Index of /turbdata/agard/chapter5/PCH20
Title: Fully Developed Rotating Channel Flow (Johnston, Hallen & Lezius)
Description: This is the README file with general information regarding
the data available for PCH20. Included is information on file
organization, definitions, and uncertainties.
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Prof. James P. Johnston, Mechanical Engineering Dept.
Stanford University, Stanford, CA 94305-3030
(1) R. M. Halleen (1967), "The Influence of Rotation on Flow in a Long
Rectangular Channel - an Experimental Study," PhD dissertation, Department
of Mechanical Engineering, Stanford University, Stanford, CA 94305, June
(Source of original data -- request from Stanford University Library, or
order from University Microfilms.)
(2) J. P. Johnston, R. M. Halleen and D. K. Lezius (1972), "Effects of
Spanwise Rotation on Structure of Two-Dimensional, Fully Developed
Turbulent Channel Flow," Journal of Fluid Mechanics, Vol. 56, p. 533-577.
(3) J. P. Johnston (1973), "The Suppression of Shear Layer Turbulence in
Rotating Systems," Trans. ASME, Journal of Fluids Engineering, Vol. 95,
Series I, No. 2, pp. 229-236.
Re = 2h*Um/nu, Reynolds number
Ro = 2h*Omega/Um, Rotation number
h = Channel 1/2 width (Note: D in references)
Um = Integrated mean velocity for a profile, see ref. (2).
Utaw = Wall shear velocity
Utawo = Wall shear velocity at Ro = 0 with Re number held constant
nu = kinematic viscosity
Omega = rotation rate, axis perpendicular to x-y plane
x = distance downstream of channel inlet
y = distance away from trailing (stable) wall of channel (Note: y has
opposite sign from values used in references, see Fig. 1, ref. (2))
The data files from the original source, ref. (1), were recompiled and
reanalysed. A limited set of mean velocity profiles at two Reynolds
numbers are presented together with their dimensionless wall shear
velocities on leading (unstable) and trailing (stable) side walls.
The geometrical configuration is shown in Fig. 3 of ref. (2). The channel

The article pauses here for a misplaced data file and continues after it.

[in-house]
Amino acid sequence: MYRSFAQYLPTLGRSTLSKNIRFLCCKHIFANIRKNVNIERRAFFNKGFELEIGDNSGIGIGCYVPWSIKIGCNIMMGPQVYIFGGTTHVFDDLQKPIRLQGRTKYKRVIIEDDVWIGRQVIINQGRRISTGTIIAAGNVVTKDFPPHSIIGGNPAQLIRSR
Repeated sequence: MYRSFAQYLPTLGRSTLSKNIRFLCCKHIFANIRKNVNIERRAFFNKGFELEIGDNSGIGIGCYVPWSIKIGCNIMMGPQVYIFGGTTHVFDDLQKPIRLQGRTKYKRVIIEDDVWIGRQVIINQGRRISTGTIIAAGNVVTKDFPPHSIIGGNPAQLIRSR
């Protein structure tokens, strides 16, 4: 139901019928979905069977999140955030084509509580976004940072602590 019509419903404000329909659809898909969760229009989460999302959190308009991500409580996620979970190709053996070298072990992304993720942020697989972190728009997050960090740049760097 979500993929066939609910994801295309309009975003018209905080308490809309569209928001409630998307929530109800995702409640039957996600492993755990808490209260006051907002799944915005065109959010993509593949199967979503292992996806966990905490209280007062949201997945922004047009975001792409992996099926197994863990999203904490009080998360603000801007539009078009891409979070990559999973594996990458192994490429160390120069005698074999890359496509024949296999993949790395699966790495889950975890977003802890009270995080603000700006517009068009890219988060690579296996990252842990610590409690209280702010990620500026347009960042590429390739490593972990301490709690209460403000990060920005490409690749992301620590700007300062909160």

was 59 inches long, 11 inches between end walls (along axis of rotation)
and 1.54 inches between side walls (2h = 1.54 inches). The fluid was water
at room temperature. Mean velocity profiles were measured in the central
plane, midway between end walls at two positions, x = 52.4 inches and 44.7
inches downstream of the channel inlet. For the high Reynolds number case,
comparison of upstream and downstream profiles indicates that the flow may
not be quite fully developed. Profiles at the downstream station, x/h = 68
are presented here. Some of these profiles were plotted in Fig. 14 of ref.
Ref. (2) gives a brief account of the experimental methods which are
discussed in detail in ref. (1). Experimental error in the results was
accessed and the values given below are generous (low) estimates,
considering the techniques that were employed at the time the original data
The dimensionless mean velocities have an uncertainty of + or - 1.5 per
cent of the profile mean. The absolute error in tabulated dimensionless
velocity, (U/Um) = + or - 0.02.
The wall shear velocities have a higher uncertainty, about + or - 2.5 per
cent of the value at zero rate of rotation. The absolute error in the
tabulated dimensionless ratios, (Utaw/Utawo) = + or - 0.06.
Three files were prepared for final distribution in 1996.
pro35k.txt - Mean velocity profiles at Re = 35,000 (five profiles with Ro =
0 to 0.08)
pro11k.txt - Mean velocity profiles at Re = 11,000 (five profiles with Ro =
0 to 0.21)
utaws.txt - Wall shear velocity ratios for both sets of velocity profiles.
Each profile has an ID#, PXXYYZZ. XX = x/h. YY = nominal Re. ZZ = nominal
I believe that use of these data for comparison to modern CFD results
is only warranted for qualitative purposes, considering their
experimental uncertainty. In addition, the higher Re flow (Re =
35,000) may not be quite fully developed. The methods available in
the late 1960's were not as inherently accurate as modern experimental
methods, and we possessed no instrumentation, at that time, for
measurement of the turbulent Reynolds stresses, quantities which
should be checked against CFD. If this flow continues to be an
important test case, it is recommended that new and better experiments
James P. Johnston